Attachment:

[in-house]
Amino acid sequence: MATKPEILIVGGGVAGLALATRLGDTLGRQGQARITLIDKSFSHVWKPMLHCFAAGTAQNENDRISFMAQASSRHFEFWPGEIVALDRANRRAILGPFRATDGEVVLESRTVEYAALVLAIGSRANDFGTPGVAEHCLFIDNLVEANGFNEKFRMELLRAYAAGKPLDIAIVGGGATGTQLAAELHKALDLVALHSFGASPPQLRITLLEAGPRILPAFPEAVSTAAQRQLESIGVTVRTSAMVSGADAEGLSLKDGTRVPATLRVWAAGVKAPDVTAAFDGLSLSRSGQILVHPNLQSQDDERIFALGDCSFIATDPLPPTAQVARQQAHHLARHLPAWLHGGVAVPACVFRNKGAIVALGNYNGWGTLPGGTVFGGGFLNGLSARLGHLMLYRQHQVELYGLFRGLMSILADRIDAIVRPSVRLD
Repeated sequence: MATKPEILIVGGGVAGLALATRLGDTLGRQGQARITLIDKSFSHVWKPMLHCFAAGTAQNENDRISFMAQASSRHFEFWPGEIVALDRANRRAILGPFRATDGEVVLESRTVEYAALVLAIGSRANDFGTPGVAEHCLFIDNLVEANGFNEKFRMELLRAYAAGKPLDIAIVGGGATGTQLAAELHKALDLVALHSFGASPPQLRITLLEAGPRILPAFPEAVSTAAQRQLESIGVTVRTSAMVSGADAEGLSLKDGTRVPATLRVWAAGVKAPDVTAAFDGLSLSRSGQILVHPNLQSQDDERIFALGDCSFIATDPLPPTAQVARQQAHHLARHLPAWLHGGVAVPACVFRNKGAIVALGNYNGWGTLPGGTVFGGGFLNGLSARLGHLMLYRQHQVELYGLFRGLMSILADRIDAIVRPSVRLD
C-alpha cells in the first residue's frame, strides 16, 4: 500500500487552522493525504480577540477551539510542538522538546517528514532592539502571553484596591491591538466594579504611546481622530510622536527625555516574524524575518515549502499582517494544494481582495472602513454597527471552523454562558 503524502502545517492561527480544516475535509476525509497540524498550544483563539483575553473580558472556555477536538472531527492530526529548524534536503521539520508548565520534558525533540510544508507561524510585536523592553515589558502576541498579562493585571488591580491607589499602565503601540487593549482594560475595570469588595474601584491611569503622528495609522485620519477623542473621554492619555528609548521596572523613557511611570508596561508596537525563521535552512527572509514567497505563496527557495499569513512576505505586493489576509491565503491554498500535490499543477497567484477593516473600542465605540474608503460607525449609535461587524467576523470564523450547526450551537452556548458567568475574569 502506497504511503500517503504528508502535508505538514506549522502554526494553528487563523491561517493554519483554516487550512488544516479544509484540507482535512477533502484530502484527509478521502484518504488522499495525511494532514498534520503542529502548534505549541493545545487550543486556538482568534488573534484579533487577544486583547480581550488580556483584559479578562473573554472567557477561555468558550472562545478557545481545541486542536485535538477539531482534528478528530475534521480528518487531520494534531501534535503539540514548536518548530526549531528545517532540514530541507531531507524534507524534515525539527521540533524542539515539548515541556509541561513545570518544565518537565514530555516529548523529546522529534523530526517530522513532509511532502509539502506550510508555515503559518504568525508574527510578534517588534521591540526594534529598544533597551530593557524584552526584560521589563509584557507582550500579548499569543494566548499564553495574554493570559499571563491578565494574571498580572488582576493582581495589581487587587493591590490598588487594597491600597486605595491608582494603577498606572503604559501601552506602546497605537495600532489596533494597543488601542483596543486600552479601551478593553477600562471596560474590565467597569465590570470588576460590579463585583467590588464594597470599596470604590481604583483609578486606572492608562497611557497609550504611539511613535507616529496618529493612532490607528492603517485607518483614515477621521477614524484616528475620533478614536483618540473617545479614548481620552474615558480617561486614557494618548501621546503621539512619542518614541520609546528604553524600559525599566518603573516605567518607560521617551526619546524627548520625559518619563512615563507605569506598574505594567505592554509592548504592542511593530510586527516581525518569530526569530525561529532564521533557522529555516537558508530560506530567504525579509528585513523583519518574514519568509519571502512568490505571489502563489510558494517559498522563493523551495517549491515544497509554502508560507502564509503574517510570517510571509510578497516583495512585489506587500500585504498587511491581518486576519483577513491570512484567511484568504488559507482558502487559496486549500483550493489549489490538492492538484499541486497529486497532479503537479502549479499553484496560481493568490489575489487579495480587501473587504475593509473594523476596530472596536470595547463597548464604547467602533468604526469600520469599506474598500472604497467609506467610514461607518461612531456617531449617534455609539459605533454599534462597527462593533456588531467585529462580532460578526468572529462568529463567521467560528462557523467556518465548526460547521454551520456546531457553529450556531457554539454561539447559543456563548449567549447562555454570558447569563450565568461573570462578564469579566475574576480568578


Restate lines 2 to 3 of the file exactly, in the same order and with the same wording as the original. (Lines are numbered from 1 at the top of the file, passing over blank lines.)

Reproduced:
Amino acid sequence: MATKPEILIVGGGVAGLALATRLGDTLGRQGQARITLIDKSFSHVWKPMLHCFAAGTAQNENDRISFMAQASSRHFEFWPGEIVALDRANRRAILGPFRATDGEVVLESRTVEYAALVLAIGSRANDFGTPGVAEHCLFIDNLVEANGFNEKFRMELLRAYAAGKPLDIAIVGGGATGTQLAAELHKALDLVALHSFGASPPQLRITLLEAGPRILPAFPEAVSTAAQRQLESIGVTVRTSAMVSGADAEGLSLKDGTRVPATLRVWAAGVKAPDVTAAFDGLSLSRSGQILVHPNLQSQDDERIFALGDCSFIATDPLPPTAQVARQQAHHLARHLPAWLHGGVAVPACVFRNKGAIVALGNYNGWGTLPGGTVFGGGFLNGLSARLGHLMLYRQHQVELYGLFRGLMSILADRIDAIVRPSVRLD
Repeated sequence: MATKPEILIVGGGVAGLALATRLGDTLGRQGQARITLIDKSFSHVWKPMLHCFAAGTAQNENDRISFMAQASSRHFEFWPGEIVALDRANRRAILGPFRATDGEVVLESRTVEYAALVLAIGSRANDFGTPGVAEHCLFIDNLVEANGFNEKFRMELLRAYAAGKPLDIAIVGGGATGTQLAAELHKALDLVALHSFGASPPQLRITLLEAGPRILPAFPEAVSTAAQRQLESIGVTVRTSAMVSGADAEGLSLKDGTRVPATLRVWAAGVKAPDVTAAFDGLSLSRSGQILVHPNLQSQDDERIFALGDCSFIATDPLPPTAQVARQQAHHLARHLPAWLHGGVAVPACVFRNKGAIVALGNYNGWGTLPGGTVFGGGFLNGLSARLGHLMLYRQHQVELYGLFRGLMSILADRIDAIVRPSVRLD